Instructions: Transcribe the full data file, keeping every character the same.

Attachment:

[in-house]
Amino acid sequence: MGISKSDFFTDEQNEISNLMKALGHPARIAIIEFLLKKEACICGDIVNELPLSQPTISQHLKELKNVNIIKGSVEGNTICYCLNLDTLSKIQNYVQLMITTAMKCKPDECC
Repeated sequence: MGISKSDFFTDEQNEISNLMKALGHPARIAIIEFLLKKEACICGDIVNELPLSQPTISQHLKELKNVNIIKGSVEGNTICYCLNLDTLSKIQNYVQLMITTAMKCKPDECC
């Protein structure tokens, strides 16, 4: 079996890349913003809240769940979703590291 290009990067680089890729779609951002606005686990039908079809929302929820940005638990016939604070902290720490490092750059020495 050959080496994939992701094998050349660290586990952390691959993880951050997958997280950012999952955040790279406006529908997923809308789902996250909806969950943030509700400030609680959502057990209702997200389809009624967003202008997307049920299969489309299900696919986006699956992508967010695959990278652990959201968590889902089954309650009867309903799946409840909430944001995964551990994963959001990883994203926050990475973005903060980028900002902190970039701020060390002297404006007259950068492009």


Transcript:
[in-house]
Amino acid sequence: MGISKSDFFTDEQNEISNLMKALGHPARIAIIEFLLKKEACICGDIVNELPLSQPTISQHLKELKNVNIIKGSVEGNTICYCLNLDTLSKIQNYVQLMITTAMKCKPDECC
Repeated sequence: MGISKSDFFTDEQNEISNLMKALGHPARIAIIEFLLKKEACICGDIVNELPLSQPTISQHLKELKNVNIIKGSVEGNTICYCLNLDTLSKIQNYVQLMITTAMKCKPDECC
């Protein structure tokens, strides 16, 4: 079996890349913003809240769940979703590291 290009990067680089890729779609951002606005686990039908079809929302929820940005638990016939604070902290720490490092750059020495 050959080496994939992701094998050349660290586990952390691959993880951050997958997280950012999952955040790279406006529908997923809308789902996250909806969950943030509700400030609680959502057990209702997200389809009624967003202008997307049920299969489309299900696919986006699956992508967010695959990278652990959201968590889902089954309650009867309903799946409840909430944001995964551990994963959001990883994203926050990475973005903060980028900002902190970039701020060390002297404006007259950068492009």